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How to eat oysters like the French? Here’s how my initiation into this French gastronomic adventure transpired.
I have not traditionally been a seafood fan. But on one of my housesitting sojourns in France, I managed to fall for the classic Mussels and Fries (Moules et Frites). Don’t worry, I already loved fries but learned how to devour a steaming pot of mussels by watching the locals seated near me.
Oysters. It’s your turn. I ‘m living in a country that is known for its gastronomy and the French harvest and consume more oysters than any other country in the world.
But honestly…how to eat oysters like the French? I needed some tips. It was the thought of that slimy, raw creature slithering down my throat that has always stopped me from diving straight into a plate of oysters. Who is with me here?
And then, how to eat them gracefully? They’re messy. I can eat elegantly with a fork and knife but finger food is in another realm.
I was a complete beginner in both departments but ready for the challenge!
Heading off to the French shores of Normandy turned out to be my debut with oysters. My trial under fire.
Usually the French follow their oyster rule to avoid eating oysters that are too fat!
Eat oysters only in the months that end in “bre” – septembre, octobre, novembre and décembre.
I don’t know. I was right there by the sea. Oysters were calling to me. Perhaps as I become more of a connoisseur I can play by the subtle “bre” French rule.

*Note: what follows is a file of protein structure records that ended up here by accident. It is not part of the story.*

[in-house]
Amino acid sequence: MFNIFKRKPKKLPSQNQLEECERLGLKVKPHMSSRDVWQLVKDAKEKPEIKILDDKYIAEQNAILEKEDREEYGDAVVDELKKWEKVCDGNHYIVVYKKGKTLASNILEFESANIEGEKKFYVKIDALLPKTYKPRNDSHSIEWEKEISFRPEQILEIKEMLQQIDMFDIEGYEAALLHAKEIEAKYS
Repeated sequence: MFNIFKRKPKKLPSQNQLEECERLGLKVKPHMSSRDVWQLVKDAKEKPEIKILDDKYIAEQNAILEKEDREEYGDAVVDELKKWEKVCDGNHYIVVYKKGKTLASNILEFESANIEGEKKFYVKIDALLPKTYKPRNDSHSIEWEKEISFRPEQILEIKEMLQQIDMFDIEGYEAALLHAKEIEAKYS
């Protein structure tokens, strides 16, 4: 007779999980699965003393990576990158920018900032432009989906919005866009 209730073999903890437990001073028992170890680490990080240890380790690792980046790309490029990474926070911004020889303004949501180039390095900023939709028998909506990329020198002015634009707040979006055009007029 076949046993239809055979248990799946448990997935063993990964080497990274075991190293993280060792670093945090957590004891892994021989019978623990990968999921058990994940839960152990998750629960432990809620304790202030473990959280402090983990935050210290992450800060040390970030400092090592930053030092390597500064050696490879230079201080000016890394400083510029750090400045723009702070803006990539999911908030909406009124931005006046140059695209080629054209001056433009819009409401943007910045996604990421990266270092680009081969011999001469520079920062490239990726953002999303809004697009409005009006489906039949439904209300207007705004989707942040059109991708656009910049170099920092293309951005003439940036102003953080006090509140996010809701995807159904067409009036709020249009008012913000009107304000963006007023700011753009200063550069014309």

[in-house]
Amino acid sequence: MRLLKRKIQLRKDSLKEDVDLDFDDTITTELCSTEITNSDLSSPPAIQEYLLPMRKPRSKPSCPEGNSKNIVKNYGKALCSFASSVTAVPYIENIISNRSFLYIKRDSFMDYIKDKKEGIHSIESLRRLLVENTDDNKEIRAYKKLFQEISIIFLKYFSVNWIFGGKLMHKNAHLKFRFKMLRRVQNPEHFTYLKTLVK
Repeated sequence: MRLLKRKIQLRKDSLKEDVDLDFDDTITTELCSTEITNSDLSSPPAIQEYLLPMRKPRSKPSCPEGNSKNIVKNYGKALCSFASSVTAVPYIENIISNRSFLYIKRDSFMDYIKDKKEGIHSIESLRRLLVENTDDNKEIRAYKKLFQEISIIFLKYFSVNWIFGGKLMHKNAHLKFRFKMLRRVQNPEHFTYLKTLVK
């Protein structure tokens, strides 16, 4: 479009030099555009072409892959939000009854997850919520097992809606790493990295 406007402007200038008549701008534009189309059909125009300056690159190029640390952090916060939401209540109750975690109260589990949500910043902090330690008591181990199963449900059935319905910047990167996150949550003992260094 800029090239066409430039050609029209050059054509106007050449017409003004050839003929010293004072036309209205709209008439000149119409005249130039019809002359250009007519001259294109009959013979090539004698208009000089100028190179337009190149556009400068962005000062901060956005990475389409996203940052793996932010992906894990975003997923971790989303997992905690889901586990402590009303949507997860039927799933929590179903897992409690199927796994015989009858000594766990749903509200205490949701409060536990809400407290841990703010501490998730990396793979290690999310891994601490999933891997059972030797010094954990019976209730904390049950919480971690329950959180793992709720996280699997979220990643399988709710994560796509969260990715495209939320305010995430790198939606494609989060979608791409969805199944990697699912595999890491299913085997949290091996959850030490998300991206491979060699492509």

Naturally, the ultimate way to eat oysters like the French is to situate yourself by the ocean. Continental France has over 3000 kilometres (2000 miles) of rocky and sandy shores with plenty of fresh catch. The salt air, the sea breeze and the sun beating down create the perfect setting for an oyster party! Pick a bit of coastline and dive in.
Sit at a seaside bistro or even better have the market vendor open the oyster shells, hand them to you on a platter accompanied by a crisp white Muscadet. Get comfy on the beach. Stare out to sea. Relish the gastronomic adventure.
But how does one even know where to start? You arrive in the oyster shack or the market and there are baskets and baskets of oysters. Isn’t an oyster just an oyster? Apparently not!
First of all, there are seven oyster growing regions in France including the Normandy coast, Brittany, Arcachon in Aquitaine and the Mediterranean.
1. Types of Oysters
There are two types of oysters – flat (Belon) and cupped. You can see the difference in the shells in the photo. The flat ones (huitres plates) are on the left. Apparently the Belon oysters have a strong mineral-like flavour with a hint of hazelnut. OK, Belon oysters hailing from the Belon River in Brittany, you are on the list for my next oyster-tasting adventure.
2. Choose The Number
Cupped oysters come in a variety of sizes and are numbered. The numbers range from 000 – 6. The smaller the number, the larger the oyster.
Number 2 was where I started. There’s a belief that the number you start with is the oyster you eat for the rest of your life. All right then number two. I guess we are hooked for life!
3. How Many Oysters To Order
Oysters are usually served by the half-dozen per person. So order accordingly. I have to admit something. As I ventured into the divine world of oyster savouring, I not so graciously devoured nine!
4. How To Open A French Oyster
You’ll need two essential items here. An oyster knife and something to hold the oyster with such as a tea towel.
With a steady hand, pry the shell open. Sound easy? Watch this video from Maison Guillardeau, a famous oyster farm that has been around for over one hundred years, to learn all the tips and tricks to become an expert!